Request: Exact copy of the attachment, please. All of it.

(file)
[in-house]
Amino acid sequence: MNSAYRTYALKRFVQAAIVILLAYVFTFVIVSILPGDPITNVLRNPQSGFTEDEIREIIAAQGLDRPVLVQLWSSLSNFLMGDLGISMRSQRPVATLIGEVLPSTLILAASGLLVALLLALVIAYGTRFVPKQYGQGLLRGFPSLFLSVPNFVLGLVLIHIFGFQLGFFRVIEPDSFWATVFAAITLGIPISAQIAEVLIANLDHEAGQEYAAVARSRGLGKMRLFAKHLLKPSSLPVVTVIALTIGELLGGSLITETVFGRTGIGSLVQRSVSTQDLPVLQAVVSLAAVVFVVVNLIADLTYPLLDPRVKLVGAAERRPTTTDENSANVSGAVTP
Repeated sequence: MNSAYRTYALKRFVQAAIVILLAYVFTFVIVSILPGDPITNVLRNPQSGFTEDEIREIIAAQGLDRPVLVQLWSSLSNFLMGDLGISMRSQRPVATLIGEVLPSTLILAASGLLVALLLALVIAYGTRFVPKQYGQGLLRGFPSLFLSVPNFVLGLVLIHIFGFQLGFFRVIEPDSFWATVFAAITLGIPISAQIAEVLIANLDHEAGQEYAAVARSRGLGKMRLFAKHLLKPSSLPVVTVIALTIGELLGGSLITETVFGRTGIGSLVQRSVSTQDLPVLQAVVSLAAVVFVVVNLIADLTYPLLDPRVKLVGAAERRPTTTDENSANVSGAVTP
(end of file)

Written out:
[in-house]
Amino acid sequence: MNSAYRTYALKRFVQAAIVILLAYVFTFVIVSILPGDPITNVLRNPQSGFTEDEIREIIAAQGLDRPVLVQLWSSLSNFLMGDLGISMRSQRPVATLIGEVLPSTLILAASGLLVALLLALVIAYGTRFVPKQYGQGLLRGFPSLFLSVPNFVLGLVLIHIFGFQLGFFRVIEPDSFWATVFAAITLGIPISAQIAEVLIANLDHEAGQEYAAVARSRGLGKMRLFAKHLLKPSSLPVVTVIALTIGELLGGSLITETVFGRTGIGSLVQRSVSTQDLPVLQAVVSLAAVVFVVVNLIADLTYPLLDPRVKLVGAAERRPTTTDENSANVSGAVTP
Repeated sequence: MNSAYRTYALKRFVQAAIVILLAYVFTFVIVSILPGDPITNVLRNPQSGFTEDEIREIIAAQGLDRPVLVQLWSSLSNFLMGDLGISMRSQRPVATLIGEVLPSTLILAASGLLVALLLALVIAYGTRFVPKQYGQGLLRGFPSLFLSVPNFVLGLVLIHIFGFQLGFFRVIEPDSFWATVFAAITLGIPISAQIAEVLIANLDHEAGQEYAAVARSRGLGKMRLFAKHLLKPSSLPVVTVIALTIGELLGGSLITETVFGRTGIGSLVQRSVSTQDLPVLQAVVSLAAVVFVVVNLIADLTYPLLDPRVKLVGAAERRPTTTDENSANVSGAVTP